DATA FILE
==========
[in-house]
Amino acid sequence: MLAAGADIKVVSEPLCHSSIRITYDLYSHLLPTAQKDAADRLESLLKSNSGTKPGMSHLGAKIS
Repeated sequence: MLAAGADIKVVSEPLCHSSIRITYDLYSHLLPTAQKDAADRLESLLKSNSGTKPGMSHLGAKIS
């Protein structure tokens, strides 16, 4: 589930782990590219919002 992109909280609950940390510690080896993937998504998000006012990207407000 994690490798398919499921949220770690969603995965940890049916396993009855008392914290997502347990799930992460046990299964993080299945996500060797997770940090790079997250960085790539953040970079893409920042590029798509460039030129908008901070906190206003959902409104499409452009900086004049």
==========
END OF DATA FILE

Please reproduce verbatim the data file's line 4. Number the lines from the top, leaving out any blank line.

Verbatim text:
């Protein structure tokens, strides 16, 4: 589930782990590219919002 992109909280609950940390510690080896993937998504998000006012990207407000 994690490798398919499921949220770690969603995965940890049916396993009855008392914290997502347990799930992460046990299964993080299945996500060797997770940090790079997250960085790539953040970079893409920042590029798509460039030129908008901070906190206003959902409104499409452009900086004049």